The Ferrari 225 Sport was introduced at the 1952 Giro di Sicilia as a larger version of 212 Export. This model was intended for endurance sports car racing and was bodied either as a two seat Berlinetta or Spyder, typically by Ghbia. It was primarily sold to private entrants while the larger Lampredi-block cars were contested directly by the factory.
The 225 effective replaced the 212 Export with a 2.7 V12 engine that enlarged the bore from 60 to 70mm. This was upgraded to use roller-type cam followers that were first introduced by Lampredi in the long-block V12. Power was rated at 210 bhp.
225 Sports made appearances at the Mille Miglia, the Targa Florio and won the 1952 Monaco Grand Prix, placing 1-2-3-4-5 in front of the best Aston Martins, Jaguars, Gordinis and Talbot-Lagos. Seven 225s were entered in the 1952 Mille Miglia, but they were trumped by the larger-engined Ferrari 340 MMs and the sole 250 Sport. Later in the year Paolo Marzotto became the over 2-liter champion in his 225 Sport.
Eventually the 225 Sport gave way to the 250 MM and the famous 250 GT. Drivers such as Piero Taruffi, Gianni Marzotto, Luigi Villoresi, Eugenio Castelotti, Pierre Pagnibon raced this model.
Piero Taruffi, Gianni Marzotto, Luigi Villoresi, Eugenio Castelotti, Pierre Pagnibon
1952 Monaco Grand Prix, 1955 Cuban Grand Prix Sport
Ferrari 225 Sport Auction Sales History
1952 Ferrari 225 Sport Berlinetta ‘Tuboscocca’ 0168ED – sold for $1,237,500 One of six 225S competition berlinettas. Second in Class, 8th place overall at the 1953 12 Hours of Sebring. Overall winner at the 1955 Cuban Sports Car Grand Prix. Understood to be one of two berlinettas constructed on the famed “Tuboscocca’ chassis. Offered from 38 continuous years of recent ownership. Fresh mechanical and cosmetic refurbishment. Superb entry for top historic races and rally events. Auction Source: 2013 Amelia Island by Rm Auctions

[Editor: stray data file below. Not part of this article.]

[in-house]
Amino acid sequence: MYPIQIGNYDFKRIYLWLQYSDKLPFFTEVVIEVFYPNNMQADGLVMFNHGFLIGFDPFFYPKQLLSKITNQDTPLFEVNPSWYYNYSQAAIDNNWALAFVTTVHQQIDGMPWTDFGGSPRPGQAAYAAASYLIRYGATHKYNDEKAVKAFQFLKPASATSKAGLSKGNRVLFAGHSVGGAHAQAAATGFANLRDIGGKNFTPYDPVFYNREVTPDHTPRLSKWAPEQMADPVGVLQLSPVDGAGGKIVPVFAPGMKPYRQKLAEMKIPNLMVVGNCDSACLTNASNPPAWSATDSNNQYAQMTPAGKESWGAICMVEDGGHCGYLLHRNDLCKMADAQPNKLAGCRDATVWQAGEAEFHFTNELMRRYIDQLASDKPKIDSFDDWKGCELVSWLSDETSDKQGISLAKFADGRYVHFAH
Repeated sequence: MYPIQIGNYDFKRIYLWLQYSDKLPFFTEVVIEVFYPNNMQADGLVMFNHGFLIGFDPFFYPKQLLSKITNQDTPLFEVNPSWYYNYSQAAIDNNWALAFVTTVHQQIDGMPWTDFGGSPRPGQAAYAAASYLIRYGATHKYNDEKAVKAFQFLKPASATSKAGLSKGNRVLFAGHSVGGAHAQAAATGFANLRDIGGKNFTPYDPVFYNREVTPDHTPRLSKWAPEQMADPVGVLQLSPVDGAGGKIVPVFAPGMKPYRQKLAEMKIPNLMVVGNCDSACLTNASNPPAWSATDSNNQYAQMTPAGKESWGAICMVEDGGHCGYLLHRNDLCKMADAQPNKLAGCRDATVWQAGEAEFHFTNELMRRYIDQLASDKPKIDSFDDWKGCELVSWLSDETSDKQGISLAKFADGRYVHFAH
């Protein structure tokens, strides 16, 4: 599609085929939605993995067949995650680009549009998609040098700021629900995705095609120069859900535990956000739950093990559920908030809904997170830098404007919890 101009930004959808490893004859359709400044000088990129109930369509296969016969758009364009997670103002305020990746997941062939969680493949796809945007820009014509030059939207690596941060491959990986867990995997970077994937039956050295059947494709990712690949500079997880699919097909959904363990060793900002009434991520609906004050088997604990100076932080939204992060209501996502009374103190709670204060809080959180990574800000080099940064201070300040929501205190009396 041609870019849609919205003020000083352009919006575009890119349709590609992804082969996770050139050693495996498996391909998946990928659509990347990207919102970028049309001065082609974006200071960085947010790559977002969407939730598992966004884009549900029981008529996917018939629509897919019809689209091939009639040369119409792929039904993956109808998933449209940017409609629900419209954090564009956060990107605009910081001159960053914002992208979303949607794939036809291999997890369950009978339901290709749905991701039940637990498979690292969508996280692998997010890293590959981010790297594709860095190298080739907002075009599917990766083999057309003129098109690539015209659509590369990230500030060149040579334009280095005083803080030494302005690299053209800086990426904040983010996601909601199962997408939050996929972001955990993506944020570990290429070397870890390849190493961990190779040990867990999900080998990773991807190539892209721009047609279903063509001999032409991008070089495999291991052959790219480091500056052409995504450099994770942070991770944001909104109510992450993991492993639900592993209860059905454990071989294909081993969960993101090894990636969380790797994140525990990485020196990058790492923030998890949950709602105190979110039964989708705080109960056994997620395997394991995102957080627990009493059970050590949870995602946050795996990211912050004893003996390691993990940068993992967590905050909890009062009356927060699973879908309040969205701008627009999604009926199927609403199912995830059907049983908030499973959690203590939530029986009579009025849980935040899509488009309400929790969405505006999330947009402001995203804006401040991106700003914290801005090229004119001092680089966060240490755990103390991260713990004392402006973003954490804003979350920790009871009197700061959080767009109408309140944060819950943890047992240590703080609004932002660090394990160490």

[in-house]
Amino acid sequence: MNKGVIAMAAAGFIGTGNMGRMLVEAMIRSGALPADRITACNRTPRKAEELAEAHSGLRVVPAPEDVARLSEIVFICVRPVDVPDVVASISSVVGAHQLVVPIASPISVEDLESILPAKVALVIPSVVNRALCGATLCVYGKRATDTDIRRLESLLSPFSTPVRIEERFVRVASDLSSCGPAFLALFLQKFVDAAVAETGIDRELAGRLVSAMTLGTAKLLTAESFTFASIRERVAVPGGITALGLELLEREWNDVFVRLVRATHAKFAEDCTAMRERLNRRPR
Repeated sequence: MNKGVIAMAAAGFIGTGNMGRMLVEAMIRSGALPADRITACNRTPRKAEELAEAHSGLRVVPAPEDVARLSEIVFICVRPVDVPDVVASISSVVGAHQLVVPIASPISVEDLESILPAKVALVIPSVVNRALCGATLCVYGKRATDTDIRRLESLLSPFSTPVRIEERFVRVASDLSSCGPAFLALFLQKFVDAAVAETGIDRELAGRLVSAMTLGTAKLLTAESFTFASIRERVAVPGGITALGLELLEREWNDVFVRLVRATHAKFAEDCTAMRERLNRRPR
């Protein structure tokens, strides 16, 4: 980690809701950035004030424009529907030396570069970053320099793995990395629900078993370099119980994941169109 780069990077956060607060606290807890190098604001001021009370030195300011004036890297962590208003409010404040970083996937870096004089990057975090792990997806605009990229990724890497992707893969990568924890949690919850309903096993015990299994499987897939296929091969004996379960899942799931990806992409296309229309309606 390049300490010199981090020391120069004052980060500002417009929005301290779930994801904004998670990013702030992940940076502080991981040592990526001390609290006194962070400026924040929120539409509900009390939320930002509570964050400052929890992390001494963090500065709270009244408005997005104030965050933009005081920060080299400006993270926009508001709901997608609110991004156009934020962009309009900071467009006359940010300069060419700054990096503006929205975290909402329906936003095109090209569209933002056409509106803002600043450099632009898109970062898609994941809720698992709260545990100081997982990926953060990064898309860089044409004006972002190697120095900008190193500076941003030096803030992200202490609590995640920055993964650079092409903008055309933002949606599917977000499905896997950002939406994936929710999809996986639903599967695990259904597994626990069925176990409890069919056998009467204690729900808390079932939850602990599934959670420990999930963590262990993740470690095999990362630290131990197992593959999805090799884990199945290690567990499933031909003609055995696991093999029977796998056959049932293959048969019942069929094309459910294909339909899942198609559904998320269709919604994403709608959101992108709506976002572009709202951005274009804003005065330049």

1952 Ferrari 225 Sport Spyder ‘Tuboscocca’ 0192ET – sold for €2,520,000 One of the 12 Vignale Sport Spyders produced. Matching numbers of the 1950s open 12-cylinder Ferrari. International period racing history. First OA at the Bologna Raticosa Hill Climb. 1953 Argentine Sports Car Championship winner; numerous wins in Argentina. Highly documented in print and in photographs. Auction Source: Monaco 2012 by RM Auctions
1952 Ferrari 225 Sport 0168ED – sold for $880,000 Formerly the Property of Peter S. Young and Santiago Gonzales. A Rare, Even-Serial-Numbered Tuboscocca Chassis. 2nd in Class and 8th Place Overall at the 1953 12 Hours of Sebring. Overall Winner at the 1955 Cuban Sports Car Grand Prix. Continuous California Ownership Since 1957. Displayed at Amelia Island and Cavallino Classic. Recent Mechanical and Cosmetic Work. Superb Entry for a Wide Range of Historic Races and Driving Events. Documented by Ferrari Historian Marcel Massini and Factory Build Sheets. Auction Source: 2011 Pebble Beach Auctions by Gooding & Company
1952 Ferrari 212/225 Sport Coupé by Vignale 170ET – sold for €644,000. This particular Ferrari 225, chassis 0170 ET, is one of a limited few competition berlinettas bodied by Vignale, indicated as such by the even-numbered chassis, reserved by Ferrari for the racing variants. It started life as a 212 and was purchased in 1952 by Dr. Augusto Caraceni, son of Domenico Caraceni, the famous Rome-based tailor who furnished everyone from Humphrey Bogart to Aristotle Onassis. In April, the car was test driven by the factory, undergoing suspension upgrades in the process. On 3rd May, Caraceni entered the XIX Mille Miglia with co-driver Franco Meloni. Although they did not finish the race, Caraceni continued racing with great success throughout the summer, including several hillclimbs and the Coppa Intereuropa in Monza. He won his class in the Aosta-Gran San Bernardino hillclimb and became the Italian hillclimb class champion for 1952.